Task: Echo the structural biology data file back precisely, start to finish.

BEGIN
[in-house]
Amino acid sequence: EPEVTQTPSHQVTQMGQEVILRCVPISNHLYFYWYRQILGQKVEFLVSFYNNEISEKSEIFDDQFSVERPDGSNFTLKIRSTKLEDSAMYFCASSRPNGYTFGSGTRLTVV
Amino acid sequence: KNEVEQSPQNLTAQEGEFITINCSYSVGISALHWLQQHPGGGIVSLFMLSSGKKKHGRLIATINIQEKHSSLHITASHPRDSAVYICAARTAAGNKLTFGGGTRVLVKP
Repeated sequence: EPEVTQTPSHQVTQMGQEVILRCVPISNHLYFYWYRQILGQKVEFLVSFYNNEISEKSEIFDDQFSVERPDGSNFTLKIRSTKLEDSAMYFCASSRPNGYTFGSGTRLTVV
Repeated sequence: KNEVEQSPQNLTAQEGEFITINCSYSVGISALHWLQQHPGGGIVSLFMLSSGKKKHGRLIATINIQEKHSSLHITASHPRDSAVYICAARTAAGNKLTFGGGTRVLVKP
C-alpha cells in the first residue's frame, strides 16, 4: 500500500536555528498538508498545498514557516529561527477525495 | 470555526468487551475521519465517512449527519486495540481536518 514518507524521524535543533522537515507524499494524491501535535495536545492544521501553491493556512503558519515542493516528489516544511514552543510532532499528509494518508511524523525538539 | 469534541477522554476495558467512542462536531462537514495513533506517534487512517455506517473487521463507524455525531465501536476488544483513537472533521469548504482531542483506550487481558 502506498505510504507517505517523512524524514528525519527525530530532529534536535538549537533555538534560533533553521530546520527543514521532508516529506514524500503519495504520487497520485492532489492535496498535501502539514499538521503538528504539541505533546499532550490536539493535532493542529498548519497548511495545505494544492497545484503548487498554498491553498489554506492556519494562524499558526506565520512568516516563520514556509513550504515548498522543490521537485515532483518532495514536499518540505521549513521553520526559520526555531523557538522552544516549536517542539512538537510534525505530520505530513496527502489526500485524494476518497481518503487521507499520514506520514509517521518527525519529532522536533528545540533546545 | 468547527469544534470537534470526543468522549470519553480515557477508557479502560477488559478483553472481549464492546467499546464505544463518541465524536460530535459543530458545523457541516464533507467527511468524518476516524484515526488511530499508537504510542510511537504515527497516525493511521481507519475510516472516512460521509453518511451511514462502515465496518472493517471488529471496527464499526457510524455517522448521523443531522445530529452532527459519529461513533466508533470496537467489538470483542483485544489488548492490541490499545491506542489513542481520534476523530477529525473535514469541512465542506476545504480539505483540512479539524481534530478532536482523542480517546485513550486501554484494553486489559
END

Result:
[in-house]
Amino acid sequence: EPEVTQTPSHQVTQMGQEVILRCVPISNHLYFYWYRQILGQKVEFLVSFYNNEISEKSEIFDDQFSVERPDGSNFTLKIRSTKLEDSAMYFCASSRPNGYTFGSGTRLTVV
Amino acid sequence: KNEVEQSPQNLTAQEGEFITINCSYSVGISALHWLQQHPGGGIVSLFMLSSGKKKHGRLIATINIQEKHSSLHITASHPRDSAVYICAARTAAGNKLTFGGGTRVLVKP
Repeated sequence: EPEVTQTPSHQVTQMGQEVILRCVPISNHLYFYWYRQILGQKVEFLVSFYNNEISEKSEIFDDQFSVERPDGSNFTLKIRSTKLEDSAMYFCASSRPNGYTFGSGTRLTVV
Repeated sequence: KNEVEQSPQNLTAQEGEFITINCSYSVGISALHWLQQHPGGGIVSLFMLSSGKKKHGRLIATINIQEKHSSLHITASHPRDSAVYICAARTAAGNKLTFGGGTRVLVKP
C-alpha cells in the first residue's frame, strides 16, 4: 500500500536555528498538508498545498514557516529561527477525495 | 470555526468487551475521519465517512449527519486495540481536518 514518507524521524535543533522537515507524499494524491501535535495536545492544521501553491493556512503558519515542493516528489516544511514552543510532532499528509494518508511524523525538539 | 469534541477522554476495558467512542462536531462537514495513533506517534487512517455506517473487521463507524455525531465501536476488544483513537472533521469548504482531542483506550487481558 502506498505510504507517505517523512524524514528525519527525530530532529534536535538549537533555538534560533533553521530546520527543514521532508516529506514524500503519495504520487497520485492532489492535496498535501502539514499538521503538528504539541505533546499532550490536539493535532493542529498548519497548511495545505494544492497545484503548487498554498491553498489554506492556519494562524499558526506565520512568516516563520514556509513550504515548498522543490521537485515532483518532495514536499518540505521549513521553520526559520526555531523557538522552544516549536517542539512538537510534525505530520505530513496527502489526500485524494476518497481518503487521507499520514506520514509517521518527525519529532522536533528545540533546545 | 468547527469544534470537534470526543468522549470519553480515557477508557479502560477488559478483553472481549464492546467499546464505544463518541465524536460530535459543530458545523457541516464533507467527511468524518476516524484515526488511530499508537504510542510511537504515527497516525493511521481507519475510516472516512460521509453518511451511514462502515465496518472493517471488529471496527464499526457510524455517522448521523443531522445530529452532527459519529461513533466508533470496537467489538470483542483485544489488548492490541490499545491506542489513542481520534476523530477529525473535514469541512465542506476545504480539505483540512479539524481534530478532536482523542480517546485513550486501554484494553486489559